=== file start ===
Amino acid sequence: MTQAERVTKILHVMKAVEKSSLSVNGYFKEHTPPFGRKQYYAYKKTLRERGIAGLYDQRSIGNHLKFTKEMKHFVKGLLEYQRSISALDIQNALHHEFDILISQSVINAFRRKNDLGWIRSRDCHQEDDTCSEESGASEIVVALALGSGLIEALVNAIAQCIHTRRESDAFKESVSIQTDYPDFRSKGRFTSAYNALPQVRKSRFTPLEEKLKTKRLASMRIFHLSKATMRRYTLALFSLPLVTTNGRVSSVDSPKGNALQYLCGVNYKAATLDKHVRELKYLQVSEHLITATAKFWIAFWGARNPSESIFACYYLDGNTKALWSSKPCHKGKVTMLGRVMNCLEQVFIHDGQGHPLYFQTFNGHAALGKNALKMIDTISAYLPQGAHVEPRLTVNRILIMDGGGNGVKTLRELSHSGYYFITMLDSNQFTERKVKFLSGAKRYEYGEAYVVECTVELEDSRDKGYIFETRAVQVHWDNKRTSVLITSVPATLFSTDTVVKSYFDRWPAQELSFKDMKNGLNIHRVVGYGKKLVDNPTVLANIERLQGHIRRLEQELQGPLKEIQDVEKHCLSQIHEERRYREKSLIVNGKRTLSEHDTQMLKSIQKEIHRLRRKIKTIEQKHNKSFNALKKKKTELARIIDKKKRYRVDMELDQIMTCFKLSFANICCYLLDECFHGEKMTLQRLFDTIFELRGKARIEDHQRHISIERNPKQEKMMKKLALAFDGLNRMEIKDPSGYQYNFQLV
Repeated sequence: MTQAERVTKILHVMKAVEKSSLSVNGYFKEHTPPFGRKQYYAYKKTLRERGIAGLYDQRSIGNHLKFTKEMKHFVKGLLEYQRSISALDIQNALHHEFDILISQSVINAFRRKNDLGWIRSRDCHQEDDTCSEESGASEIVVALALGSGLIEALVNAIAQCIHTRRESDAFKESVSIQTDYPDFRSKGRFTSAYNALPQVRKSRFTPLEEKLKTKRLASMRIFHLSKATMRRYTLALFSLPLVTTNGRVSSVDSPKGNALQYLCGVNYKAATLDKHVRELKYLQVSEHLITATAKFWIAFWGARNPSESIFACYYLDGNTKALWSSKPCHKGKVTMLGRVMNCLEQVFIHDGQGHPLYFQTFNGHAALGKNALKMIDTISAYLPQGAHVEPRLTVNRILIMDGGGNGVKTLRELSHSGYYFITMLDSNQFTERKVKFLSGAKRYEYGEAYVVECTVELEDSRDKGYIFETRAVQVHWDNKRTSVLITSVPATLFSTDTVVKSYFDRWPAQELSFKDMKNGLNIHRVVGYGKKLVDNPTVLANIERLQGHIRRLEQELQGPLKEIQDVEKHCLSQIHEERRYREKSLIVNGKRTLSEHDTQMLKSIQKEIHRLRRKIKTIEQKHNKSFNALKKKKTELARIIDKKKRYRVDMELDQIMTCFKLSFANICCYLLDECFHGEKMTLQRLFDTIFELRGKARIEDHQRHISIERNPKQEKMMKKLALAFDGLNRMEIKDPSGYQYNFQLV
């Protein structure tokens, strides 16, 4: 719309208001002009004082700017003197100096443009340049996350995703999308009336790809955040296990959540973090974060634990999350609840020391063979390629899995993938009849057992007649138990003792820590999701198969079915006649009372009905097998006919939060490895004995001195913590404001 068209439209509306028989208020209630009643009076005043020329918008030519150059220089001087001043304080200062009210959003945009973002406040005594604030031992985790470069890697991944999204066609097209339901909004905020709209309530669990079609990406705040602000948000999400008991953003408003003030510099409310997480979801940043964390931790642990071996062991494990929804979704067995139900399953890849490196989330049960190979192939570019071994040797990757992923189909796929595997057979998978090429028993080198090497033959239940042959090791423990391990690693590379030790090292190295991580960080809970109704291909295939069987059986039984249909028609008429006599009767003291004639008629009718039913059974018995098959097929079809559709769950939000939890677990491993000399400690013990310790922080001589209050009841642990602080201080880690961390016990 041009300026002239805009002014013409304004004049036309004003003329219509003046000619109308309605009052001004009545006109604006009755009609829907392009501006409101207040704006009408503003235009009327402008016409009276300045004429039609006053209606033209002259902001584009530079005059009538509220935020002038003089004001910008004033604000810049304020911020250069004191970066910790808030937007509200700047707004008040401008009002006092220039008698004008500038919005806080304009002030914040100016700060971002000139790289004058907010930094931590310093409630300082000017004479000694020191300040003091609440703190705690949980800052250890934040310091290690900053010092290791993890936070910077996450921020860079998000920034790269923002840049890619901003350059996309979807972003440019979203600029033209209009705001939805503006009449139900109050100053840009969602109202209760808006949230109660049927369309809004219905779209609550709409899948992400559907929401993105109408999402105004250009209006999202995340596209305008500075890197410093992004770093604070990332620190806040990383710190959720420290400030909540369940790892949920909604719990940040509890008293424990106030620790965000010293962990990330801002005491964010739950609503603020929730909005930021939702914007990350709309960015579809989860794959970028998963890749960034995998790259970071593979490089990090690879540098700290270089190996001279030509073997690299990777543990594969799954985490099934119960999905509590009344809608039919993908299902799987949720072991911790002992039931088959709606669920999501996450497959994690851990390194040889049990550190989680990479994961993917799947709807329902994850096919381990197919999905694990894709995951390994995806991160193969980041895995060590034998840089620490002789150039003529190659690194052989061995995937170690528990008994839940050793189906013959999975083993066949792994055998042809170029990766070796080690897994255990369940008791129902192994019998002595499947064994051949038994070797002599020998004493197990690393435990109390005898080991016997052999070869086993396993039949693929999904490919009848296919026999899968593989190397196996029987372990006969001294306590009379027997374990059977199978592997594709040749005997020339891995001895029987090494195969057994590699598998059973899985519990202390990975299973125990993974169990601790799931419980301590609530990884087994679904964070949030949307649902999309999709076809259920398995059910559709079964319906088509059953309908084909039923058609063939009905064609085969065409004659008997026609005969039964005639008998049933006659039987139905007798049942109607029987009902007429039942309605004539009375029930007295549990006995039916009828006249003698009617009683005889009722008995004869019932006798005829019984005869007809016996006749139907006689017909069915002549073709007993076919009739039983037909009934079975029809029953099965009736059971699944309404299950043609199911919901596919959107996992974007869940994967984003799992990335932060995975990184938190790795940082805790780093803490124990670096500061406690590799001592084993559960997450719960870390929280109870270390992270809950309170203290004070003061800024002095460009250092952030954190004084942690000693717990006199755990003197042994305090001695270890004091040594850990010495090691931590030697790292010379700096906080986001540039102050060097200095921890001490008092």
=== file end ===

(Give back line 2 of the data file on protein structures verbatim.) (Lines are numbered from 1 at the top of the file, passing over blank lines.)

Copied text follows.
Repeated sequence: MTQAERVTKILHVMKAVEKSSLSVNGYFKEHTPPFGRKQYYAYKKTLRERGIAGLYDQRSIGNHLKFTKEMKHFVKGLLEYQRSISALDIQNALHHEFDILISQSVINAFRRKNDLGWIRSRDCHQEDDTCSEESGASEIVVALALGSGLIEALVNAIAQCIHTRRESDAFKESVSIQTDYPDFRSKGRFTSAYNALPQVRKSRFTPLEEKLKTKRLASMRIFHLSKATMRRYTLALFSLPLVTTNGRVSSVDSPKGNALQYLCGVNYKAATLDKHVRELKYLQVSEHLITATAKFWIAFWGARNPSESIFACYYLDGNTKALWSSKPCHKGKVTMLGRVMNCLEQVFIHDGQGHPLYFQTFNGHAALGKNALKMIDTISAYLPQGAHVEPRLTVNRILIMDGGGNGVKTLRELSHSGYYFITMLDSNQFTERKVKFLSGAKRYEYGEAYVVECTVELEDSRDKGYIFETRAVQVHWDNKRTSVLITSVPATLFSTDTVVKSYFDRWPAQELSFKDMKNGLNIHRVVGYGKKLVDNPTVLANIERLQGHIRRLEQELQGPLKEIQDVEKHCLSQIHEERRYREKSLIVNGKRTLSEHDTQMLKSIQKEIHRLRRKIKTIEQKHNKSFNALKKKKTELARIIDKKKRYRVDMELDQIMTCFKLSFANICCYLLDECFHGEKMTLQRLFDTIFELRGKARIEDHQRHISIERNPKQEKMMKKLALAFDGLNRMEIKDPSGYQYNFQLV